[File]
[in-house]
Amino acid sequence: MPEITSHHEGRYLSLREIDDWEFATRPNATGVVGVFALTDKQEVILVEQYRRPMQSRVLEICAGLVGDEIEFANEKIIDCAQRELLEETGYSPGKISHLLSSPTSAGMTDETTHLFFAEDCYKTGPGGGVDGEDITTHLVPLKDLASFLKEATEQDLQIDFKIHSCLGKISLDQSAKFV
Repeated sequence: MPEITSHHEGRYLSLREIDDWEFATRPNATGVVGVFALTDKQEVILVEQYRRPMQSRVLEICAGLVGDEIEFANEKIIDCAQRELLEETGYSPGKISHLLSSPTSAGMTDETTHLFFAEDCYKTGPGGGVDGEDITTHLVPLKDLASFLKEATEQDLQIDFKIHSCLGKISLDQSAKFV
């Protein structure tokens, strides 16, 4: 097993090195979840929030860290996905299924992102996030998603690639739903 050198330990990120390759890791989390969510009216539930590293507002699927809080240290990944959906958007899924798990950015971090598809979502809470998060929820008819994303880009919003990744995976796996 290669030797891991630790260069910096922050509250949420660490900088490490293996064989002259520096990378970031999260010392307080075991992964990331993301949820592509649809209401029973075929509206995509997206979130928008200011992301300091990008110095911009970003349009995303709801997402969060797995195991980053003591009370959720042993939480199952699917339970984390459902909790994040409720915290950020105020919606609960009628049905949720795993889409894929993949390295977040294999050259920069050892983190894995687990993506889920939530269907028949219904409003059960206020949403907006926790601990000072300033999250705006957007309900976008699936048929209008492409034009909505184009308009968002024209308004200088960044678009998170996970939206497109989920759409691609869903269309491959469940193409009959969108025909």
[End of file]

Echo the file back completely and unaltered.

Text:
[in-house]
Amino acid sequence: MPEITSHHEGRYLSLREIDDWEFATRPNATGVVGVFALTDKQEVILVEQYRRPMQSRVLEICAGLVGDEIEFANEKIIDCAQRELLEETGYSPGKISHLLSSPTSAGMTDETTHLFFAEDCYKTGPGGGVDGEDITTHLVPLKDLASFLKEATEQDLQIDFKIHSCLGKISLDQSAKFV
Repeated sequence: MPEITSHHEGRYLSLREIDDWEFATRPNATGVVGVFALTDKQEVILVEQYRRPMQSRVLEICAGLVGDEIEFANEKIIDCAQRELLEETGYSPGKISHLLSSPTSAGMTDETTHLFFAEDCYKTGPGGGVDGEDITTHLVPLKDLASFLKEATEQDLQIDFKIHSCLGKISLDQSAKFV
């Protein structure tokens, strides 16, 4: 097993090195979840929030860290996905299924992102996030998603690639739903 050198330990990120390759890791989390969510009216539930590293507002699927809080240290990944959906958007899924798990950015971090598809979502809470998060929820008819994303880009919003990744995976796996 290669030797891991630790260069910096922050509250949420660490900088490490293996064989002259520096990378970031999260010392307080075991992964990331993301949820592509649809209401029973075929509206995509997206979130928008200011992301300091990008110095911009970003349009995303709801997402969060797995195991980053003591009370959720042993939480199952699917339970984390459902909790994040409720915290950020105020919606609960009628049905949720795993889409894929993949390295977040294999050259920069050892983190894995687990993506889920939530269907028949219904409003059960206020949403907006926790601990000072300033999250705006957007309900976008699936048929209008492409034009909505184009308009968002024209308004200088960044678009998170996970939206497109989920759409691609869903269309491959469940193409009959969108025909």